Polytech Industries Inc. is spending more than $2 million on a new headquarters plant and a multistation, low-pressure injection molding machine. This month Polytech began building a 20,000-square-foot facility in West Chicago, Ill., just five miles from its current plant, according to Richard Walls, owner and president. By August the firm should be moved in and making parts on its new low-pressure press, supplied by Hettinga Technologies Inc. of Des Moines, Iowa.
The machine uses Hettinga's thermoplastics cellular molding technology, trademarked TCM, which competes with structural foam molding.
Hettinga's molding arm, Priema Plastics Inc., has been running the parts for Polytech until it takes delivery of the machine, said Jeanine Hettinga, Hettinga's president and chief executive.
At its current 7,000-square-foot manufacturing site, Polytech does not have space to install the new Hettinga machine, which will be ready in June, Walls said in a telephone interview April 24.
``We can't even move here, we've got so much going,'' he said.
The new, 2-acre location can accommodate a 40,000-square-foot facility.
Polytech, which used to manufacture its parts through reaction injection molding of liquid poly-urethane, is phasing out that operation gradually and replacing it with TCM, using an in-house, high-impact plastic blend it calls Polyfoam IV.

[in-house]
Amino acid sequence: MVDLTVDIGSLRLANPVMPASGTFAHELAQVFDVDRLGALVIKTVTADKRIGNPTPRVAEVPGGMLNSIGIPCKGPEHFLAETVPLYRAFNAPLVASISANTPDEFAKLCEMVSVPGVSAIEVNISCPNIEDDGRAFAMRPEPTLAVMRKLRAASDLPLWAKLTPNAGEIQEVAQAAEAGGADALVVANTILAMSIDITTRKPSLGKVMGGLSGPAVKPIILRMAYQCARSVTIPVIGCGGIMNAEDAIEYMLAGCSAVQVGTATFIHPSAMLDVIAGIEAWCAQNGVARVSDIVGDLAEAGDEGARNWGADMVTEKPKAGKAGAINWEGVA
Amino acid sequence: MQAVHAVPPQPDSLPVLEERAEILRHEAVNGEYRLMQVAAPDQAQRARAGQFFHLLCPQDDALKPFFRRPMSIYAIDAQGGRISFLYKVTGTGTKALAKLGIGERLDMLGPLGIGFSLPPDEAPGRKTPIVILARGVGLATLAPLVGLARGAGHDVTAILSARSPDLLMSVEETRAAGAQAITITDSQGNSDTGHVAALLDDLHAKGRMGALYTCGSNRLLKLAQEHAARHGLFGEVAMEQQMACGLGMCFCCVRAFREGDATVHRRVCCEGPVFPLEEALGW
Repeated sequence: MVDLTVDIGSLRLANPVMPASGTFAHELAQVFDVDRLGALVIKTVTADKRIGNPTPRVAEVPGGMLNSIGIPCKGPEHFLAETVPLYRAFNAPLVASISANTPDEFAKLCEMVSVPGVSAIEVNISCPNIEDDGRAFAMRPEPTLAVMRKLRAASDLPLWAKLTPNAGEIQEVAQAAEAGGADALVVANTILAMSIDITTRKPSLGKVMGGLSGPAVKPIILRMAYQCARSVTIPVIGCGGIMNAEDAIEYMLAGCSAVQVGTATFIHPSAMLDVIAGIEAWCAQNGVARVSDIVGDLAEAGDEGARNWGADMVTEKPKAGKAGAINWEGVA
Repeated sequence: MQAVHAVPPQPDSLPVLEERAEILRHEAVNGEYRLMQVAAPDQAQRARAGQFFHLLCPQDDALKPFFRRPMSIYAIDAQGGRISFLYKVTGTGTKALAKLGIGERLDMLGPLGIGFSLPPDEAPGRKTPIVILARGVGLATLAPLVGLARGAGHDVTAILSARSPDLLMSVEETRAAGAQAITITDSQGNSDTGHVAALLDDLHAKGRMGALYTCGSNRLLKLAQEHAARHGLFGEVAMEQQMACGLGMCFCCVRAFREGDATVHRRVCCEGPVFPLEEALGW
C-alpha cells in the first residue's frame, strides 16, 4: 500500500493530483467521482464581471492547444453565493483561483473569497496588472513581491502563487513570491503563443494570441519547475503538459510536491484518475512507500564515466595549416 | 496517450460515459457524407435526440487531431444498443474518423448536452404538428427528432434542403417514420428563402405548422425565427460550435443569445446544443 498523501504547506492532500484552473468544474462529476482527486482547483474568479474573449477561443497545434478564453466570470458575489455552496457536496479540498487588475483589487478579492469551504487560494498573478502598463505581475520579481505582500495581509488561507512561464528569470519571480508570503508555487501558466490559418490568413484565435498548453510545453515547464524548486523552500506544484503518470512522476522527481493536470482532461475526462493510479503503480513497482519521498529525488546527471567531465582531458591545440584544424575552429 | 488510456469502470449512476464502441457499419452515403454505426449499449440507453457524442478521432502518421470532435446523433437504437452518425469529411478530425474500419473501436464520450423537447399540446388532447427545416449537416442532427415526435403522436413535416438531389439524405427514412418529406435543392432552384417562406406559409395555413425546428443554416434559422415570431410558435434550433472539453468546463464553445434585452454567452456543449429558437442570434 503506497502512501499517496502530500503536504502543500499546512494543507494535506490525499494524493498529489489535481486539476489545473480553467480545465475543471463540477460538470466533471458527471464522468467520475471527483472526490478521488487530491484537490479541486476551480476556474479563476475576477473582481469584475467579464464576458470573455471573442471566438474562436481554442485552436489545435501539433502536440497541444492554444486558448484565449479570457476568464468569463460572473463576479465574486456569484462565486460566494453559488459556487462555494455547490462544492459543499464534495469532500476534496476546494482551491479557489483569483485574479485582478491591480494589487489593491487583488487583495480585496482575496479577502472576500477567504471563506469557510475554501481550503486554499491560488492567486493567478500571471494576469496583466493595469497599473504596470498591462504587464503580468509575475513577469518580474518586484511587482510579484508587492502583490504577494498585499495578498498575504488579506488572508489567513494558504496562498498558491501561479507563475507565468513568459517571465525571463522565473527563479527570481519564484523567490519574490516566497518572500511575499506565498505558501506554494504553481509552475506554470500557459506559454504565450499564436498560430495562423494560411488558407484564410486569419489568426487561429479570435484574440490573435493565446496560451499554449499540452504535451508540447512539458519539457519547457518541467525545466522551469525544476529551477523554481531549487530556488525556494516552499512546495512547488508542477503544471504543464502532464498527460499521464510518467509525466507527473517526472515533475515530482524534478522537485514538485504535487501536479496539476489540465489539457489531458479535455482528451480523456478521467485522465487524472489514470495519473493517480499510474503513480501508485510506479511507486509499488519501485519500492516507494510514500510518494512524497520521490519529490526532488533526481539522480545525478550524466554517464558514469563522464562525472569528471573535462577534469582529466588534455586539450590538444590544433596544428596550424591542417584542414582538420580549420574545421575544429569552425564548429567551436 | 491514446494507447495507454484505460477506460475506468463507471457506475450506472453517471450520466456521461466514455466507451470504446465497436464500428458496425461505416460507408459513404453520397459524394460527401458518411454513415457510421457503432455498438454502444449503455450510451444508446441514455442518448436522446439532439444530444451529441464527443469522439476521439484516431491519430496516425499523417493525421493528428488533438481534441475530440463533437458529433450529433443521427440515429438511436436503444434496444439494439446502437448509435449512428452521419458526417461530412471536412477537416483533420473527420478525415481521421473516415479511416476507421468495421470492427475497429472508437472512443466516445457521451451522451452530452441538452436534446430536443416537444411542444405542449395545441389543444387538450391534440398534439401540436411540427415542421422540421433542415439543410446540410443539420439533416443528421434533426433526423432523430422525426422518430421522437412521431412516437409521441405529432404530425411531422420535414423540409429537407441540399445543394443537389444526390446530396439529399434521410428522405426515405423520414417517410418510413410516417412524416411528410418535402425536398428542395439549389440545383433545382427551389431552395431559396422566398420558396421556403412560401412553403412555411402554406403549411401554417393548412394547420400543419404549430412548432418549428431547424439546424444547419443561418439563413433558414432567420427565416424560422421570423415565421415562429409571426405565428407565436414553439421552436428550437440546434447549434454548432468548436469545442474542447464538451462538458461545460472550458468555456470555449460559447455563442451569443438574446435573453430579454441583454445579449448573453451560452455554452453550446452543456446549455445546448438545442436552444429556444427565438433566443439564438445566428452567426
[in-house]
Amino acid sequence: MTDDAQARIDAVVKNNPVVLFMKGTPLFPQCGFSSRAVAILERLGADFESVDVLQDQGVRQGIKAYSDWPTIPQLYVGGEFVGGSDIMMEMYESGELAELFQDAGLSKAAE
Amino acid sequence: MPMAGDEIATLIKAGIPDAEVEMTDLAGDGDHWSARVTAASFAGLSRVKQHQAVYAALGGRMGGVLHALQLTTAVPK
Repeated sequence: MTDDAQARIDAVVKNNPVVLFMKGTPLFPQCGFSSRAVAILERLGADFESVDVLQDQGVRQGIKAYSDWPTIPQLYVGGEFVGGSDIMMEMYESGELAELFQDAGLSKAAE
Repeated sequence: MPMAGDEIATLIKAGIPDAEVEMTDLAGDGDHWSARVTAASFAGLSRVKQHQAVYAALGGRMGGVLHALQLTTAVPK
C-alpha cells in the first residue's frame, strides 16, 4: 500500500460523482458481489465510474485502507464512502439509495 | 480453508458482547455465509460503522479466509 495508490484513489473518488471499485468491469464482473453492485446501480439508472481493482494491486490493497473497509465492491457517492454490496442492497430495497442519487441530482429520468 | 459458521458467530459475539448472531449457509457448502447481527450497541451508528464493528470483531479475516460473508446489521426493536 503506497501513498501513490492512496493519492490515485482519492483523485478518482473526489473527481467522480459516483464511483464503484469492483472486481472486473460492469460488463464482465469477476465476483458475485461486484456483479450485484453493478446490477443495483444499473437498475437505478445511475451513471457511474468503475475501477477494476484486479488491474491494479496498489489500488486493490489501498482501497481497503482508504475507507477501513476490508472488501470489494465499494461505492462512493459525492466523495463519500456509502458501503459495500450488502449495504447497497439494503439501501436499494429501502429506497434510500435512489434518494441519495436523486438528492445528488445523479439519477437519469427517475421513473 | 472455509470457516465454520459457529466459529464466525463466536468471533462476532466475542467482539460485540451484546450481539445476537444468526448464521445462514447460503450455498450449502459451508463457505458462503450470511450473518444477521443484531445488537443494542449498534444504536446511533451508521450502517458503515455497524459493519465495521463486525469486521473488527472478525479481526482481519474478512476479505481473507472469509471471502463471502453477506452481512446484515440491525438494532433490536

The TCM process ``does not give as much material swirl, or flow lines, through the part [as structural foam molding],'' Het-tinga said. Using RIM, Polytech had to trim and degrease its parts to finish them, according to Hettinga. The TCM parts do not require trimming or sanding.
Although the TCM production price per piece may be a little higher than structural foam molded parts, the lighter-weight aluminum molds cost much less - that, combined with higher-volume runs, gives low-pressure TCM molding an edge over structural foam, Walls said.
When production requires, Polytech can fit its press with as many as four more stations, Het-tinga said. The stations, which are not connected to the injection unit, are arranged in a semicircle around it. Each station can run a completely different part, since each receives its own set of molding parameters, she said.
Polytech makes large parts - up to 17 pounds - mainly for medical and industrial testing equipment and computers; control panels for X-ray equipment; and louvered door panels as long as 6 feet for a computer database. Walls would not disclose sales.
Polytech employs about 32.